Hi everyone! I’m Spiffy, your favorite interplanetary journalist reporting from Planet Earth with an eye on entrepreneurs making a difference on UN SDG 8: Decent Work & Economic Growth. Today I’m going to learn how one company is increasing opportunities for employees to learn and develop their skills. Join me as I welcome Yael Gilboa Kaufmann, co-founder and chief operating officer of Learn In. Are you ready to be enlightened?
Spiffy: Hi Yael, it’s a pleasure to hang out with you today. Can you start by telling me what challenges you’re addressing through your work with Learn In?
Yael: The pleasure is all mine, Spiffy. As technology continues to rapidly change, we all must learn more, faster—that is true for everyone from K-12 students to employees in the workforce. Businesses spend a tremendous amount of money on training for their employees, and increasingly more in recent years to close the skills gap. We built Learn In to help companies unlock their greatest asset—their talent—by rethinking education benefits and removing the barriers to learning for everyone across an organization.
Spiffy: I’m intrigued! What motivated you to help companies unleash their employees’ talent and curiosity?
Yael: I am passionate about increasing access to opportunity and I’m a firm believer that talent is equally distributed but opportunity is not. My parents are immigrants who instilled in me the importance of education and I am grateful for all the teachers and mentors who have helped me get to where I am. As someone who taught and tutored for a decade, I also appreciate the work that goes into it. I hope to increase my impact by expanding access to learning as a means of unlocking opportunities.
Spiffy: It sounds like you’ve found a pretty good set of keys to unlock these opportunities! How would you say you’re working to create a more equitable world?
Yael: At Learn In, we help companies offer education benefits, including learning stipends. Our learning stipends are essentially prepaid credit cards that remove a financial barrier for employees so they don’t have to pay the upfront cost of a program and wait to get reimbursed. Given that 40% of Americans can’t afford an unexpected $400 expense, this is important to ensure that access to learning is equitable and not just for employees who can afford to pay for the cost of a program upfront.
Spiffy: That’s definitely a deal-maker! Can you tell me about an initiative that you’re particularly proud about?
Yael: We help companies facilitate cohort-based learning with what we call skill academies. Rather than just firing and hiring people as skill needs change (which is expensive and inefficient), companies can teach employees the skills that they need. For instance, if thousands of employees needed to learn data analytics, you could create the XYZ Company Data Analytics Academy to “upskill” or “reskill” them, which helps with employee morale, retention, and is often the better business decision.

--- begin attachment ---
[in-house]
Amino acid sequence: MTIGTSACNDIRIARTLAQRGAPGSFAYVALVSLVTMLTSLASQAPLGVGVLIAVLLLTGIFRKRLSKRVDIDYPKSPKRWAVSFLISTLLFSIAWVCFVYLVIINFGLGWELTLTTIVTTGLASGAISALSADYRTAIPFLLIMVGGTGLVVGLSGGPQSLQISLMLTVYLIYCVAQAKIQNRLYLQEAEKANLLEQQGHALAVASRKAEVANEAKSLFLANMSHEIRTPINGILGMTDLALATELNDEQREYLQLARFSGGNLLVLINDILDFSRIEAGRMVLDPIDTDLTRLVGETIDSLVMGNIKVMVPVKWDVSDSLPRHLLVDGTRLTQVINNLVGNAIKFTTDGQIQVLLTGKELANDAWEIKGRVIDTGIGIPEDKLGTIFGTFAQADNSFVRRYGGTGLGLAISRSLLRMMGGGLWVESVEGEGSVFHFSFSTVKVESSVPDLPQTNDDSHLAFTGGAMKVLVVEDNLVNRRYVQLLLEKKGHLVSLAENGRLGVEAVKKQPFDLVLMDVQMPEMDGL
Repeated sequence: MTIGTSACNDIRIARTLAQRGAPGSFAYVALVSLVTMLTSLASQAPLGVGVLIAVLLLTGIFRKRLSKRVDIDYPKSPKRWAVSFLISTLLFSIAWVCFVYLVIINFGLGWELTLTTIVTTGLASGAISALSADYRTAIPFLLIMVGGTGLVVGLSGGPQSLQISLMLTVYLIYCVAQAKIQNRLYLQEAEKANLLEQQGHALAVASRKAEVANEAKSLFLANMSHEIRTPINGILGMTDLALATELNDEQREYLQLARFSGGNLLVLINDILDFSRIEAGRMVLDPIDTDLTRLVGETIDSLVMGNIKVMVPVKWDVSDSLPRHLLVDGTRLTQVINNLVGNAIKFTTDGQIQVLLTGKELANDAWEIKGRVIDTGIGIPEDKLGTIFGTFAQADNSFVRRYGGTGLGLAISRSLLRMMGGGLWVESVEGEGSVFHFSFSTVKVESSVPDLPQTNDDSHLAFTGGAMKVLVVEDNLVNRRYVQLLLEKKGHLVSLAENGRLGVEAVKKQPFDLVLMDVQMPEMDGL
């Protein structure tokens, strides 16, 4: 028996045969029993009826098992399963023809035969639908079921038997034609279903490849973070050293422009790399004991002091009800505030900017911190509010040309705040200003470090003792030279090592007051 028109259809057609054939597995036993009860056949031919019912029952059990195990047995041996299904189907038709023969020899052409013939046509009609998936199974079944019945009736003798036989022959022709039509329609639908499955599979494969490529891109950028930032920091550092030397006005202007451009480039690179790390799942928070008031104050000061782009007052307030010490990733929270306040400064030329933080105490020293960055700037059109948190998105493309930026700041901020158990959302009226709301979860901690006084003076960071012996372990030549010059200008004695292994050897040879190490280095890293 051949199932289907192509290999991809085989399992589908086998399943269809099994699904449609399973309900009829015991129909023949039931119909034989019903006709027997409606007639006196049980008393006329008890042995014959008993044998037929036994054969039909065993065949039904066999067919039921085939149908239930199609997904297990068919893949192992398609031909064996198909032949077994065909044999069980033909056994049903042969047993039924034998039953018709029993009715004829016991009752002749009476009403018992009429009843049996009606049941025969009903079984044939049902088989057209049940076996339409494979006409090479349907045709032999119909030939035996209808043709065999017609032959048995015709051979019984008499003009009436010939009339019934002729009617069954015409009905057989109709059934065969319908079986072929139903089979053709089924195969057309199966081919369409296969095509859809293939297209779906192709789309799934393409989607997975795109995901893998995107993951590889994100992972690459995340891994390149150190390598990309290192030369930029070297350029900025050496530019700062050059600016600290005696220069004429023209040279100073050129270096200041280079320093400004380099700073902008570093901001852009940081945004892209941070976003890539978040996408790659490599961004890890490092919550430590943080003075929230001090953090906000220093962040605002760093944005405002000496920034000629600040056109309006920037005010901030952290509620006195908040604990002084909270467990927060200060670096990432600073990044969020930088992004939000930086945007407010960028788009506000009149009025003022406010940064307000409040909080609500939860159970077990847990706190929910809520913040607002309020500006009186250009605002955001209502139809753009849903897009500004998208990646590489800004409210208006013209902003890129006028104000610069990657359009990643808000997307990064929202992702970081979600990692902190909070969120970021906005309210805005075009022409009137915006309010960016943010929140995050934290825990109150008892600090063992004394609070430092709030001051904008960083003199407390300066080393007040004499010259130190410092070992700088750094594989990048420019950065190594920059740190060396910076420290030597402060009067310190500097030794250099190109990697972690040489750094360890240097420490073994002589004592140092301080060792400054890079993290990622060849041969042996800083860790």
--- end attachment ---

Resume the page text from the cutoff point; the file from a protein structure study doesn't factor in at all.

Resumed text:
Spiffy: I always ask entrepreneurs about failure. Could you share about a time when you faced failure and didn't give up? What have you learned from failure?
Yael: Well, Spiffy, I would like to reframe this away from “failure” as “success” and “failure” are often relative, and both offer opportunities for learning. To be clear, I did not get straight A’s in every class or get into every college I applied to. I didn’t win every race and I have certainly faced obstacles and disappointment many times. The important thing is to not hold things close to your heart. Life happens, you win some, you lose some, and it's all about picking yourself up and finding the silver lining.
Spiffy: Before we sign off, is there anything else you would love to leave with our audience?
Yael: Follow your heart. Life is too short to spend time chasing someone else's dreams, following someone else's passions, or worrying about what everyone else thinks. Optimize for people. Surround yourself with people you trust and admire, both personally and professionally. Invest in yourself and your health—whether it's mental, physical, emotional— don't take your health for granted.
Spiffy: Thanks for inspiring our audience to follow their own personal dreams, Yael. It’s been an honor to speak with you.
Yael Gilboa Kaufmann is co-founder and COO of Learn In, the first talent-building platform designed to remove barriers to employee participation in learning while simplifying how teams build job-ready skills. Yael is an investor turned operator and a lifelong learner who believes that learning neither begins nor ends with a degree. (Nominated by Pathway Ventures. First published on the Ladderworks website on October 4, 2021.)
© 2021 Ladderworks LLC. Edited by Jill Landis Jha. Spiffy’s illustration by Shreyas Navare. Follow Spiffy’s interviews of founders building a more equitable world here.